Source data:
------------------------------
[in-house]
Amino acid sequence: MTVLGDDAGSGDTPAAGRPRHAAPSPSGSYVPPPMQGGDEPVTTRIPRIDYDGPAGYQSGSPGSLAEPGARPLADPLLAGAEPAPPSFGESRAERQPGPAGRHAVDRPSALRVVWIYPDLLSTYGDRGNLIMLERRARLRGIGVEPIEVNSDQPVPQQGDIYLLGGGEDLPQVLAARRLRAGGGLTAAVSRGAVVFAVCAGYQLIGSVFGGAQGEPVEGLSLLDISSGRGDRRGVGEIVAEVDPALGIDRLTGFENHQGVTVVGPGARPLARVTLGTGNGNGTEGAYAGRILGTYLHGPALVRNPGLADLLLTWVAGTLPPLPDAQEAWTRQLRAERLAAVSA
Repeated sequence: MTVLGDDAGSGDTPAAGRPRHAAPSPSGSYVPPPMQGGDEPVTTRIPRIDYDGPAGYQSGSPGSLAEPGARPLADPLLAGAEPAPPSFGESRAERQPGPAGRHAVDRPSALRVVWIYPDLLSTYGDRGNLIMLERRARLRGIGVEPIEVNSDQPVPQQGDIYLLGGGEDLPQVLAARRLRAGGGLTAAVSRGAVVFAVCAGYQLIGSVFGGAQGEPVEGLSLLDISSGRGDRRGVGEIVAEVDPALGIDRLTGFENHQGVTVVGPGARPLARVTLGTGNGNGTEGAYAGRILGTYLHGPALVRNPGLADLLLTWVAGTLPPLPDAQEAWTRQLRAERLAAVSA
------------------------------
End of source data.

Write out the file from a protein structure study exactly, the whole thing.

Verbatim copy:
[in-house]
Amino acid sequence: MTVLGDDAGSGDTPAAGRPRHAAPSPSGSYVPPPMQGGDEPVTTRIPRIDYDGPAGYQSGSPGSLAEPGARPLADPLLAGAEPAPPSFGESRAERQPGPAGRHAVDRPSALRVVWIYPDLLSTYGDRGNLIMLERRARLRGIGVEPIEVNSDQPVPQQGDIYLLGGGEDLPQVLAARRLRAGGGLTAAVSRGAVVFAVCAGYQLIGSVFGGAQGEPVEGLSLLDISSGRGDRRGVGEIVAEVDPALGIDRLTGFENHQGVTVVGPGARPLARVTLGTGNGNGTEGAYAGRILGTYLHGPALVRNPGLADLLLTWVAGTLPPLPDAQEAWTRQLRAERLAAVSA
Repeated sequence: MTVLGDDAGSGDTPAAGRPRHAAPSPSGSYVPPPMQGGDEPVTTRIPRIDYDGPAGYQSGSPGSLAEPGARPLADPLLAGAEPAPPSFGESRAERQPGPAGRHAVDRPSALRVVWIYPDLLSTYGDRGNLIMLERRARLRGIGVEPIEVNSDQPVPQQGDIYLLGGGEDLPQVLAARRLRAGGGLTAAVSRGAVVFAVCAGYQLIGSVFGGAQGEPVEGLSLLDISSGRGDRRGVGEIVAEVDPALGIDRLTGFENHQGVTVVGPGARPLARVTLGTGNGNGTEGAYAGRILGTYLHGPALVRNPGLADLLLTWVAGTLPPLPDAQEAWTRQLRAERLAAVSA